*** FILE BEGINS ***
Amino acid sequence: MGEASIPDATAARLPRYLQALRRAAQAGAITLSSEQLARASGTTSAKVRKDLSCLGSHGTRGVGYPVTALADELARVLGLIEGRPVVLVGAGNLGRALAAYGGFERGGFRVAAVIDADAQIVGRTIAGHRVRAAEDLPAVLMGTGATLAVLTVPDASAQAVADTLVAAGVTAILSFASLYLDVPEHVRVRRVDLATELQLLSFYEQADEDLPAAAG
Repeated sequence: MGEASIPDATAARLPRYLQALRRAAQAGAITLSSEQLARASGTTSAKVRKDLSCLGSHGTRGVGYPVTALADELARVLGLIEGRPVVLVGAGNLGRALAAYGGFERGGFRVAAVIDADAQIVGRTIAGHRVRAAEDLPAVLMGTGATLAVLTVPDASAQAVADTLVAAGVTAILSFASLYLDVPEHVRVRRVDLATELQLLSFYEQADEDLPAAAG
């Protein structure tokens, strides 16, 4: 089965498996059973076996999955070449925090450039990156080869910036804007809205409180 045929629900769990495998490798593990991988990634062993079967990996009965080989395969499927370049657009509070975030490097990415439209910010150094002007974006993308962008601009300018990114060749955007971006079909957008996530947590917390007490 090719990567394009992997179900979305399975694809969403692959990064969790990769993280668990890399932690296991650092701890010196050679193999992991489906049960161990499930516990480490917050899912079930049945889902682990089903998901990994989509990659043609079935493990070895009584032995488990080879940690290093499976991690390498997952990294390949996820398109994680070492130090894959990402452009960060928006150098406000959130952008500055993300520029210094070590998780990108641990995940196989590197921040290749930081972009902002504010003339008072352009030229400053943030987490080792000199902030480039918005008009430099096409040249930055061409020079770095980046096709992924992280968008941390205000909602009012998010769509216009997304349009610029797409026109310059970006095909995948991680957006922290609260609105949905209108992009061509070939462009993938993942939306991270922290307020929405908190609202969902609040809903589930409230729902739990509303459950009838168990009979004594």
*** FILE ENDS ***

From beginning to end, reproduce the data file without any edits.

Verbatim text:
Amino acid sequence: MGEASIPDATAARLPRYLQALRRAAQAGAITLSSEQLARASGTTSAKVRKDLSCLGSHGTRGVGYPVTALADELARVLGLIEGRPVVLVGAGNLGRALAAYGGFERGGFRVAAVIDADAQIVGRTIAGHRVRAAEDLPAVLMGTGATLAVLTVPDASAQAVADTLVAAGVTAILSFASLYLDVPEHVRVRRVDLATELQLLSFYEQADEDLPAAAG
Repeated sequence: MGEASIPDATAARLPRYLQALRRAAQAGAITLSSEQLARASGTTSAKVRKDLSCLGSHGTRGVGYPVTALADELARVLGLIEGRPVVLVGAGNLGRALAAYGGFERGGFRVAAVIDADAQIVGRTIAGHRVRAAEDLPAVLMGTGATLAVLTVPDASAQAVADTLVAAGVTAILSFASLYLDVPEHVRVRRVDLATELQLLSFYEQADEDLPAAAG
């Protein structure tokens, strides 16, 4: 089965498996059973076996999955070449925090450039990156080869910036804007809205409180 045929629900769990495998490798593990991988990634062993079967990996009965080989395969499927370049657009509070975030490097990415439209910010150094002007974006993308962008601009300018990114060749955007971006079909957008996530947590917390007490 090719990567394009992997179900979305399975694809969403692959990064969790990769993280668990890399932690296991650092701890010196050679193999992991489906049960161990499930516990480490917050899912079930049945889902682990089903998901990994989509990659043609079935493990070895009584032995488990080879940690290093499976991690390498997952990294390949996820398109994680070492130090894959990402452009960060928006150098406000959130952008500055993300520029210094070590998780990108641990995940196989590197921040290749930081972009902002504010003339008072352009030229400053943030987490080792000199902030480039918005008009430099096409040249930055061409020079770095980046096709992924992280968008941390205000909602009012998010769509216009997304349009610029797409026109310059970006095909995948991680957006922290609260609105949905209108992009061509070939462009993938993942939306991270922290307020929405908190609202969902609040809903589930409230729902739990509303459950009838168990009979004594």